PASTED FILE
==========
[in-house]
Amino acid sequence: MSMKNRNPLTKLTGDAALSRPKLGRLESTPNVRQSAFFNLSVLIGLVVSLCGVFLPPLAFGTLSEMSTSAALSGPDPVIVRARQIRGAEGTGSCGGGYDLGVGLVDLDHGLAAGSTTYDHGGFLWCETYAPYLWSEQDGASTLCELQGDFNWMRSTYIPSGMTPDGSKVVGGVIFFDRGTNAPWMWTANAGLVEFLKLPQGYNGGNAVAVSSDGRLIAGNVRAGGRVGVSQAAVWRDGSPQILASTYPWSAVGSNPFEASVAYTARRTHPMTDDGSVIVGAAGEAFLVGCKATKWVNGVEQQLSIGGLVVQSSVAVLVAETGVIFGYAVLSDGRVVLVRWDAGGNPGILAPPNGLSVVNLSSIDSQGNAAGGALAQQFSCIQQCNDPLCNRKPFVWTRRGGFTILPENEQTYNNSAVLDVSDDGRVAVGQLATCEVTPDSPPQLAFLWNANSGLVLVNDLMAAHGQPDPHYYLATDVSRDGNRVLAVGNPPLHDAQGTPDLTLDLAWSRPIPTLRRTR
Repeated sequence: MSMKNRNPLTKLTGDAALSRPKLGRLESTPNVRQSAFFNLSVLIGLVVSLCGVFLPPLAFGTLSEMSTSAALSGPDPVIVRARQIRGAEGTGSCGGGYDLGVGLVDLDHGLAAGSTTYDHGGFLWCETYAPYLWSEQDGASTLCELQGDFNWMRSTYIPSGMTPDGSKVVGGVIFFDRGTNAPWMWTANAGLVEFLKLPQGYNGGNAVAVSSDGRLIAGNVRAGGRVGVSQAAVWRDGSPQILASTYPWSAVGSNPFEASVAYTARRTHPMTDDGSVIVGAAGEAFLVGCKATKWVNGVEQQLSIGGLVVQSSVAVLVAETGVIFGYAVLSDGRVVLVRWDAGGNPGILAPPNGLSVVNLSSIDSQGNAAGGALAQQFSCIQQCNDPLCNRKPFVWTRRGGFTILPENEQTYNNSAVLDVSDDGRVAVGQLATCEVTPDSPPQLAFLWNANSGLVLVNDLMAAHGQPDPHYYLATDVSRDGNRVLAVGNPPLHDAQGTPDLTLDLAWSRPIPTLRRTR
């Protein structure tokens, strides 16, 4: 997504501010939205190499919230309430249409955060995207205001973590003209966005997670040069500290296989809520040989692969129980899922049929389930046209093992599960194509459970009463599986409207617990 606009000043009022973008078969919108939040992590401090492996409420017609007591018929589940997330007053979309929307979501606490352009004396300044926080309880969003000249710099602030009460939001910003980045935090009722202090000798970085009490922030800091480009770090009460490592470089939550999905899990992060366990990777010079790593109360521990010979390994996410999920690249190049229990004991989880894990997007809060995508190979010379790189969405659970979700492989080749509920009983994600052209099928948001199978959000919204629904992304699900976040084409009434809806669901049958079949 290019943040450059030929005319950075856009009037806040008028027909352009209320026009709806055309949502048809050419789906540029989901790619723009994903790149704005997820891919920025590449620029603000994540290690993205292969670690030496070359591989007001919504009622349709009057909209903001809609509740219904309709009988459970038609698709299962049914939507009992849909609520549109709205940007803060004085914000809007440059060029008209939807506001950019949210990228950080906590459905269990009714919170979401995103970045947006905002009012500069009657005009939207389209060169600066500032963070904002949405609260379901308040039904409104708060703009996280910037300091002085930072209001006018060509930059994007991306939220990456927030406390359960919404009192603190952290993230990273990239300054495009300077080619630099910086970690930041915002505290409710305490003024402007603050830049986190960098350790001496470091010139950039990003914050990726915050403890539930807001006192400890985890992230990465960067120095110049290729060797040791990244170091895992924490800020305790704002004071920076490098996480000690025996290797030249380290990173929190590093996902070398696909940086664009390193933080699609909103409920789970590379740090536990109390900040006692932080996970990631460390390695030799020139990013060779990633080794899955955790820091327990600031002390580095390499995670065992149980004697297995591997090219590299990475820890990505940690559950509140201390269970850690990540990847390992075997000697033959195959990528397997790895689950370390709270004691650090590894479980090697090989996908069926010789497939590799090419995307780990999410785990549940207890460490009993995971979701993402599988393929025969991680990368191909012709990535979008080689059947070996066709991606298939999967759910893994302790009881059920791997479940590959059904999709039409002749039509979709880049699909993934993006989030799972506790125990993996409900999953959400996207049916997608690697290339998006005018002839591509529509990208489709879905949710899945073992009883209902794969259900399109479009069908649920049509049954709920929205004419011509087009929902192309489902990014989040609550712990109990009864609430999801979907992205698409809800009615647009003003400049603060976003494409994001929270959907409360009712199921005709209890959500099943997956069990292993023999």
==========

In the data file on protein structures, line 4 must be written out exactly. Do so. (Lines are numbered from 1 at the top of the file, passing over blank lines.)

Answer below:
């Protein structure tokens, strides 16, 4: 997504501010939205190499919230309430249409955060995207205001973590003209966005997670040069500290296989809520040989692969129980899922049929389930046209093992599960194509459970009463599986409207617990 606009000043009022973008078969919108939040992590401090492996409420017609007591018929589940997330007053979309929307979501606490352009004396300044926080309880969003000249710099602030009460939001910003980045935090009722202090000798970085009490922030800091480009770090009460490592470089939550999905899990992060366990990777010079790593109360521990010979390994996410999920690249190049229990004991989880894990997007809060995508190979010379790189969405659970979700492989080749509920009983994600052209099928948001199978959000919204629904992304699900976040084409009434809806669901049958079949 290019943040450059030929005319950075856009009037806040008028027909352009209320026009709806055309949502048809050419789906540029989901790619723009994903790149704005997820891919920025590449620029603000994540290690993205292969670690030496070359591989007001919504009622349709009057909209903001809609509740219904309709009988459970038609698709299962049914939507009992849909609520549109709205940007803060004085914000809007440059060029008209939807506001950019949210990228950080906590459905269990009714919170979401995103970045947006905002009012500069009657005009939207389209060169600066500032963070904002949405609260379901308040039904409104708060703009996280910037300091002085930072209001006018060509930059994007991306939220990456927030406390359960919404009192603190952290993230990273990239300054495009300077080619630099910086970690930041915002505290409710305490003024402007603050830049986190960098350790001496470091010139950039990003914050990726915050403890539930807001006192400890985890992230990465960067120095110049290729060797040791990244170091895992924490800020305790704002004071920076490098996480000690025996290797030249380290990173929190590093996902070398696909940086664009390193933080699609909103409920789970590379740090536990109390900040006692932080996970990631460390390695030799020139990013060779990633080794899955955790820091327990600031002390580095390499995670065992149980004697297995591997090219590299990475820890990505940690559950509140201390269970850690990540990847390992075997000697033959195959990528397997790895689950370390709270004691650090590894479980090697090989996908069926010789497939590799090419995307780990999410785990549940207890460490009993995971979701993402599988393929025969991680990368191909012709990535979008080689059947070996066709991606298939999967759910893994302790009881059920791997479940590959059904999709039409002749039509979709880049699909993934993006989030799972506790125990993996409900999953959400996207049916997608690697290339998006005018002839591509529509990208489709879905949710899945073992009883209902794969259900399109479009069908649920049509049954709920929205004419011509087009929902192309489902990014989040609550712990109990009864609430999801979907992205698409809800009615647009003003400049603060976003494409994001929270959907409360009712199921005709209890959500099943997956069990292993023999």